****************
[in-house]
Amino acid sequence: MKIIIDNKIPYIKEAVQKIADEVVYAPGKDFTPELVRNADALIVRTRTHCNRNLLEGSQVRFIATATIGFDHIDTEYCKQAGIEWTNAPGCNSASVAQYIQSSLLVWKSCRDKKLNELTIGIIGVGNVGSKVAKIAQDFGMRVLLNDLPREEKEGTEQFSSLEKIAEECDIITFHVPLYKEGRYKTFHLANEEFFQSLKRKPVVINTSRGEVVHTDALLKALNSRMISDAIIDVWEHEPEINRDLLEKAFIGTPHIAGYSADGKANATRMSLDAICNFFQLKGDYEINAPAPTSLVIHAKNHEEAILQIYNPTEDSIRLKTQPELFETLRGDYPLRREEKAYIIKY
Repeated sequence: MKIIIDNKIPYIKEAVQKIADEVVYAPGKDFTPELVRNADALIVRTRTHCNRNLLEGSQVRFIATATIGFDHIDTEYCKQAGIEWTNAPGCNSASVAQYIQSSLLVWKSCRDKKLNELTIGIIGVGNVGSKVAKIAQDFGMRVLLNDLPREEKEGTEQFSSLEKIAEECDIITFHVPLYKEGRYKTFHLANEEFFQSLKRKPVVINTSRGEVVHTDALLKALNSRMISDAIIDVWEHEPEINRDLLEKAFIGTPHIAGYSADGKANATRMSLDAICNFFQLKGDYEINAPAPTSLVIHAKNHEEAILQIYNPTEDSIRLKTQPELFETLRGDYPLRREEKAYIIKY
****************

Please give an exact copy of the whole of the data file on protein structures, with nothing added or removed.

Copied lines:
[in-house]
Amino acid sequence: MKIIIDNKIPYIKEAVQKIADEVVYAPGKDFTPELVRNADALIVRTRTHCNRNLLEGSQVRFIATATIGFDHIDTEYCKQAGIEWTNAPGCNSASVAQYIQSSLLVWKSCRDKKLNELTIGIIGVGNVGSKVAKIAQDFGMRVLLNDLPREEKEGTEQFSSLEKIAEECDIITFHVPLYKEGRYKTFHLANEEFFQSLKRKPVVINTSRGEVVHTDALLKALNSRMISDAIIDVWEHEPEINRDLLEKAFIGTPHIAGYSADGKANATRMSLDAICNFFQLKGDYEINAPAPTSLVIHAKNHEEAILQIYNPTEDSIRLKTQPELFETLRGDYPLRREEKAYIIKY
Repeated sequence: MKIIIDNKIPYIKEAVQKIADEVVYAPGKDFTPELVRNADALIVRTRTHCNRNLLEGSQVRFIATATIGFDHIDTEYCKQAGIEWTNAPGCNSASVAQYIQSSLLVWKSCRDKKLNELTIGIIGVGNVGSKVAKIAQDFGMRVLLNDLPREEKEGTEQFSSLEKIAEECDIITFHVPLYKEGRYKTFHLANEEFFQSLKRKPVVINTSRGEVVHTDALLKALNSRMISDAIIDVWEHEPEINRDLLEKAFIGTPHIAGYSADGKANATRMSLDAICNFFQLKGDYEINAPAPTSLVIHAKNHEEAILQIYNPTEDSIRLKTQPELFETLRGDYPLRREEKAYIIKY